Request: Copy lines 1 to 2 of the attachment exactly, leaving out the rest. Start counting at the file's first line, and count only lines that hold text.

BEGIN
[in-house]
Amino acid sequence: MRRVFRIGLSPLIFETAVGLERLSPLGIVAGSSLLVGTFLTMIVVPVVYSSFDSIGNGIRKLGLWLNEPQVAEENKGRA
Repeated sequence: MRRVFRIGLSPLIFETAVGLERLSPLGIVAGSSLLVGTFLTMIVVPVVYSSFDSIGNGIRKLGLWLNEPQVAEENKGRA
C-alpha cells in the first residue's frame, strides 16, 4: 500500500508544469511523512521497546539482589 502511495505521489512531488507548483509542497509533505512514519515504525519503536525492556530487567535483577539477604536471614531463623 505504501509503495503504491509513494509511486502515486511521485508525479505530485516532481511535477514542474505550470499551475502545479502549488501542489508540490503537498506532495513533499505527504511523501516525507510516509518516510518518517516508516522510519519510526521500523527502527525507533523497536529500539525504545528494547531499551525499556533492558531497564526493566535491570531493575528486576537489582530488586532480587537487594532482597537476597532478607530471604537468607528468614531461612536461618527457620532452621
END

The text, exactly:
[in-house]
Amino acid sequence: MRRVFRIGLSPLIFETAVGLERLSPLGIVAGSSLLVGTFLTMIVVPVVYSSFDSIGNGIRKLGLWLNEPQVAEENKGRA